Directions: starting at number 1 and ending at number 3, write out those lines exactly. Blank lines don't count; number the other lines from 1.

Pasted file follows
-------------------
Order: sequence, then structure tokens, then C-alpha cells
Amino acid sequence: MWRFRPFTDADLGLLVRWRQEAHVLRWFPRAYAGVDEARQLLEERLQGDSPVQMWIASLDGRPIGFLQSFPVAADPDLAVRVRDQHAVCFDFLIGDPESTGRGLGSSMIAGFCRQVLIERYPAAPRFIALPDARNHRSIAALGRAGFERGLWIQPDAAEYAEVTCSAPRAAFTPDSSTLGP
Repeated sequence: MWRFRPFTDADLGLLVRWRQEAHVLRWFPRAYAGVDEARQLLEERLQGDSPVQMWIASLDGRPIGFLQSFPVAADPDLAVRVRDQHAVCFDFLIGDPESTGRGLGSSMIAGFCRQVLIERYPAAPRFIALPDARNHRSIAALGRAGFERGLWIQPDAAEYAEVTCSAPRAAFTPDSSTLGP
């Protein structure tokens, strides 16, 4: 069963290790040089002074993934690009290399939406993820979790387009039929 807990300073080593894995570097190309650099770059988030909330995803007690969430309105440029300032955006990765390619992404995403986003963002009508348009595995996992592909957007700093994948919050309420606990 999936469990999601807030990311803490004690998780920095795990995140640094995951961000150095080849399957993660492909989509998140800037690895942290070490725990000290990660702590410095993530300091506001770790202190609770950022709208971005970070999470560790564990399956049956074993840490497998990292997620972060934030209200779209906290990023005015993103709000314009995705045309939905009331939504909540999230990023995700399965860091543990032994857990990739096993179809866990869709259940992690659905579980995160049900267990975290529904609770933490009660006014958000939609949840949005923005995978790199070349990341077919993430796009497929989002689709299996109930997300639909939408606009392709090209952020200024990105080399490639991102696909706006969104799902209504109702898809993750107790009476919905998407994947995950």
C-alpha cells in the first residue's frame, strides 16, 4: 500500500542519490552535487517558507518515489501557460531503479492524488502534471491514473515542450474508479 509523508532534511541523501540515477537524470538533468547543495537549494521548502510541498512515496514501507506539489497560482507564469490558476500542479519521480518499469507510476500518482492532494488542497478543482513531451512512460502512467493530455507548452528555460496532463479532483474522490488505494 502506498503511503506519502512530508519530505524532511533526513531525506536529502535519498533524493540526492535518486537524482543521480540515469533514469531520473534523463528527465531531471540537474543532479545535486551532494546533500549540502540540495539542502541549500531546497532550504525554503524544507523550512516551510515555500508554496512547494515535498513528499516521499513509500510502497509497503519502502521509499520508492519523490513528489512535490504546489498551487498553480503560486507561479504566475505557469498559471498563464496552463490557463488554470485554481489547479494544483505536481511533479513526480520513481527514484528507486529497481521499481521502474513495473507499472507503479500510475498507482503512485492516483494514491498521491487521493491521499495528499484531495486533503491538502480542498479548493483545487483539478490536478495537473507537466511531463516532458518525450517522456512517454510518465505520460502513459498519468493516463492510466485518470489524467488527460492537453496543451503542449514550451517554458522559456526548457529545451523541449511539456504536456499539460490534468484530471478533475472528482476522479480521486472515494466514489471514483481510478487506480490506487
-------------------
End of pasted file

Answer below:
Order: sequence, then structure tokens, then C-alpha cells
Amino acid sequence: MWRFRPFTDADLGLLVRWRQEAHVLRWFPRAYAGVDEARQLLEERLQGDSPVQMWIASLDGRPIGFLQSFPVAADPDLAVRVRDQHAVCFDFLIGDPESTGRGLGSSMIAGFCRQVLIERYPAAPRFIALPDARNHRSIAALGRAGFERGLWIQPDAAEYAEVTCSAPRAAFTPDSSTLGP
Repeated sequence: MWRFRPFTDADLGLLVRWRQEAHVLRWFPRAYAGVDEARQLLEERLQGDSPVQMWIASLDGRPIGFLQSFPVAADPDLAVRVRDQHAVCFDFLIGDPESTGRGLGSSMIAGFCRQVLIERYPAAPRFIALPDARNHRSIAALGRAGFERGLWIQPDAAEYAEVTCSAPRAAFTPDSSTLGP